“The solution selected seems to be the most workable in terms of costs, but from an environmental point of view we are really taking a step backward,” Woerner said. “But my main point is: What is this launcher for? Is it to make life easy for commercial satellite operators, or is it to assure European launcher autonomy? If it’s the latter, then there are lots of ways of meeting this objective.”
I Can’t Quit You
Efforts to develop a domestic alternative to the Russian RD-180 engine that powers the Atlas V are stuck in second gear.
The buy-international model works so well that even an executive with the company working on an American alternative to the RD-180 — which has powered 43 flawless space launches since it made its U.S. debut on Lockheed Martin’s Atlas 3 rocket in 2000 — does not see much urgency on anyone’s part to bring such an engine to market.
“We don’t see a good business case for a pure commercial development of one of these engines,” Julie Van Kleeck, vice president of space programs at Sacramento, Calif.-based Aerojet Rocketdyne, told SpaceNews in a July 9 phone interview. “Not today.”
Bellevue, Washington, July 1, 2013 (Planetary Resources PR) – Planetary Resources, Inc., the asteroid mining company, successfully completed its crowdfunding campaign yesterday to launch ARKYD – the world’s first public space telescope. Over the course of the 33-day campaign, the company generated support from more than 17,600 backers who pledged US$1,505,366 for the cause. This marks the most successful crowdfunding effort for a space project and ranks the ARKYD campaign among the top 25 projects in Kickstarter history.
There’s a brand new space-related Kickstarter campaign that began last week. The description on the page reads:
Have you ever dreamt of exploring the solar system with your own spacecraft?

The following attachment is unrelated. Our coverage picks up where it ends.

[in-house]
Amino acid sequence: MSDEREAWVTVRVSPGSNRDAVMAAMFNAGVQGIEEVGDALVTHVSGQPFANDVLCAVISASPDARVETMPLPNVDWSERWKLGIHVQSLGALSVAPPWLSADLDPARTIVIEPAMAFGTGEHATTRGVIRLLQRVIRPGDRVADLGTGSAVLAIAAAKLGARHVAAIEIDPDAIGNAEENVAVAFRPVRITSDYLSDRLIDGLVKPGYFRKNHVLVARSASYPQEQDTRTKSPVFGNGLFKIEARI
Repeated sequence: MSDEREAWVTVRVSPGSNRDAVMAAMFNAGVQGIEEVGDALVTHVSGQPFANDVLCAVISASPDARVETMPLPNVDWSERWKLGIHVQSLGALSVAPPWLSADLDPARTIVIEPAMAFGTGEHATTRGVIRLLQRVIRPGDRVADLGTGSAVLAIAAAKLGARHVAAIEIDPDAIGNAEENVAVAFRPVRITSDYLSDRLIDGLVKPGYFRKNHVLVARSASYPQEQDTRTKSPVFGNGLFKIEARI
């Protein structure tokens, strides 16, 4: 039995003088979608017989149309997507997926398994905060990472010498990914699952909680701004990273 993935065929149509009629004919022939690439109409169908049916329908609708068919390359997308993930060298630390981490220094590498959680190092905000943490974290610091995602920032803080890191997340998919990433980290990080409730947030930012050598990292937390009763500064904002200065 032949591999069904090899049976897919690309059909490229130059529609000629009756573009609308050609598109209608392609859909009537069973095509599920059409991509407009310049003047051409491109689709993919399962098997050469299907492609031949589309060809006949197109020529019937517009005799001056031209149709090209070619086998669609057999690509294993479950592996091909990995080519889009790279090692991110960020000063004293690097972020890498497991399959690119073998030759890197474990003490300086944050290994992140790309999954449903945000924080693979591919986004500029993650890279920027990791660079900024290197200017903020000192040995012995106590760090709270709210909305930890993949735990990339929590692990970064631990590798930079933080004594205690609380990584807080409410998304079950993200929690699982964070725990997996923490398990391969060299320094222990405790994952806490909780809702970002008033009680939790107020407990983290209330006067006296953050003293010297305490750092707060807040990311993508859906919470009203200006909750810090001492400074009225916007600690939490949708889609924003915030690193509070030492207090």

Well finally you can!
We’ve developed a very low cost, open source, open access, mass space exploration system that anyone can use, and we need your help to send your very own Pocket Spacecraft, and thousands of others, on a first of its kind expedition to the moon.
We’re a global team of scientists, engineers and designers that have worked on this concept at some of the world’s leading universities and come together to kick start the personal interplanetary space age and give you the opportunity to become a hands on citizen space explorer. Explorers who back the project can personalise their own spacecraft by adding a picture and customising the message it transmits using just their web browser. More technical explorers can even customise software and hardware.
Bellevue, Washington, June 11, 2013 (Planetary Resources PR) – Alien planets are out there and Planetary Resources needs your help to find them! That’s right, the same high-powered telescope technology being used by Planetary Resources to identify near-Earth asteroids can also be used to hunt for what scientists call extrasolar planets or “exoplanets” – which are very much alien worlds. For the first-time ever, this capability will be placed directly into the hands of students, researchers and citizen scientists.